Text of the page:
Large Cap Commentary – July 2015
A measure of the percentage of stock holdings in a manager’s portfolio that differ from the benchmark index.
I thought I would shake things up with a new introduction and bit of a lesson this month. What exactly is the term defined above, how does it apply to Argent and why should you care? The definition above is for the term Active Share. As the definition suggests, Active Share measures the difference between a manager’s portfolio and the index against which the manager is being compared. For Argent’s Large Cap Growth Equity portfolio this is the Russell 1000® Growth Index and the S&P 500® Index. As you know, we at Argent are active investors. In other words, we do not seek to mimic an index, instead we seek to outperform the index. Intuitively, an active manager would have better odds of beating an index if stocks in the manager’s portfolio were different than the index. The analogy I like to use for this is that it is hard to outrun your shadow.
There are a few impressions I would like you to take away from the chart, which portrays how “active” is a manager. The first and most obvious is that Argent (represented by the blue dot) is very active. This is not purely by design, but rather an outcome of our disciplined investment process. If a company meets our criteria of favorable odds, possesses a catalyst for change with consequent improvement in results that are validated by our Main Street Contacts, we purchase the stock for our portfolio. We purchase individual stocks because our process has determined they have unique traits with a greater likelihood to outperform, or beat the index than an average company.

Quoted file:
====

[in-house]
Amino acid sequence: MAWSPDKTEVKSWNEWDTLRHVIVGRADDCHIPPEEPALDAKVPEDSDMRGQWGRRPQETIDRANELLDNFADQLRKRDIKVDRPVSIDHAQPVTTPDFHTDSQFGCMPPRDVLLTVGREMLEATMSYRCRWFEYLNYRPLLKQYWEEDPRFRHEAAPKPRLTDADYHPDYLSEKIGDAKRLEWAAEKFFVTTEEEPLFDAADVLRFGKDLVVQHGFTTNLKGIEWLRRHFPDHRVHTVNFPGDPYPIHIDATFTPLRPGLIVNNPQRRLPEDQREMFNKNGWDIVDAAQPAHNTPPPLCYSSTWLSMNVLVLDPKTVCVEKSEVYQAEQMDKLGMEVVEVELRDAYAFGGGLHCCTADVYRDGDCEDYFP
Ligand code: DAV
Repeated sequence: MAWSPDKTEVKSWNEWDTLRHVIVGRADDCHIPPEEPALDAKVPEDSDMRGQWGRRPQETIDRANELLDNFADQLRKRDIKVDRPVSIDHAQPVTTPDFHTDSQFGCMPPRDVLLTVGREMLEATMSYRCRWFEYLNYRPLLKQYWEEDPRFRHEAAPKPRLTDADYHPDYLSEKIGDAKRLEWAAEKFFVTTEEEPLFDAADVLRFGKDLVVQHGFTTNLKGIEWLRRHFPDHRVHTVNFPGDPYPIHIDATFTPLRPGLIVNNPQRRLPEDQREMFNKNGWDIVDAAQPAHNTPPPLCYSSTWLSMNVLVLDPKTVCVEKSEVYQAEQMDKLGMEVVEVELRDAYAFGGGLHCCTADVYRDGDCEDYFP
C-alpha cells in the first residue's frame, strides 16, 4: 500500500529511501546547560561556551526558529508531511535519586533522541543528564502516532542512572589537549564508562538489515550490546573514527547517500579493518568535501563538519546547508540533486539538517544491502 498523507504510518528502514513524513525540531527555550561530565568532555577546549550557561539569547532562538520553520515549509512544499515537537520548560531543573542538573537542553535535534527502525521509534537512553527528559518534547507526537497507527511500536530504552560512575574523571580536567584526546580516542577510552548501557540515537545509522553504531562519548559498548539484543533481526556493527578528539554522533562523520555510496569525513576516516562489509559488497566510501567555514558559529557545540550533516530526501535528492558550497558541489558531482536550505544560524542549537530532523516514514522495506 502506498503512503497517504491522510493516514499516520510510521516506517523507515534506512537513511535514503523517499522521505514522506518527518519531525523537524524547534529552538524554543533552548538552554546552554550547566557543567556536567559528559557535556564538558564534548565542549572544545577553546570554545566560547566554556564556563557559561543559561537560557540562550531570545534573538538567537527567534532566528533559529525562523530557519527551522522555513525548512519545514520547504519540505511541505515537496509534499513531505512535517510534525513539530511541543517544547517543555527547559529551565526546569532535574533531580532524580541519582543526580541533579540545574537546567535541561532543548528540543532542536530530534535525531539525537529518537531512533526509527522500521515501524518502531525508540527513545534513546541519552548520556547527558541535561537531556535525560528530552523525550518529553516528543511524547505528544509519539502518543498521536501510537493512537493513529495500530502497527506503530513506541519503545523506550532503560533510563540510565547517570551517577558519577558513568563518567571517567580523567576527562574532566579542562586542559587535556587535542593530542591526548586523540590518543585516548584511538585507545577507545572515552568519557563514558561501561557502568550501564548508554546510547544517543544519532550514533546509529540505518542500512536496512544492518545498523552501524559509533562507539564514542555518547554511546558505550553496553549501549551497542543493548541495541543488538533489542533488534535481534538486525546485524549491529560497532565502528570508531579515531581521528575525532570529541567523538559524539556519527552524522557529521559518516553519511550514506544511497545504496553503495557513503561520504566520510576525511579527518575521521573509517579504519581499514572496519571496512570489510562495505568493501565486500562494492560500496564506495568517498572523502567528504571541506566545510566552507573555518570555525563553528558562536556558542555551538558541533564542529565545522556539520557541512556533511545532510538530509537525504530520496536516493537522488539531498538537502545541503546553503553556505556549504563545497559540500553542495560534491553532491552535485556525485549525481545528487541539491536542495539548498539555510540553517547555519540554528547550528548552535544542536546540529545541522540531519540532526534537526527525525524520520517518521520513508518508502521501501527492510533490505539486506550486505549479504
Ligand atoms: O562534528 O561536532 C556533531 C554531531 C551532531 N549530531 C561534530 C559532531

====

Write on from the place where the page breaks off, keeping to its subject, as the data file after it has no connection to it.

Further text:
The second impression I would like you to observe in the graphic is that the spread in active managers has been widening over time. The grey bars represent quartiles which measure how different managers are from the index. The bars lengthening with time implies that some active managers are becoming less active, or more similar to the index. Going back to my analogy, these funds are essentially shadowing an index. Shadowing an index makes it more difficult to achieve outperformance. In addition, these funds are charging higher fees – active management fees – while not necessarily delivering an active product.
The debate surrounding whether to index or to seek active share will likely rage on for many years. Regardless of the outcome of these debates, we at Argent Capital will always adhere to our disciplined investment approach. We will only select those stocks which meet our strict investment criteria and we will always manage our portfolio with the aim of beating the index on a consistent, long-term basis. As always, we appreciate your interest in Argent Capital Management.
Senior Portfolio Manager
Views expressed herein represent the opinion of the portfolio manager as of the date above and are subject to change. A list of stocks recommended by Argent is available upon request. Past performance is no guarantee of future results.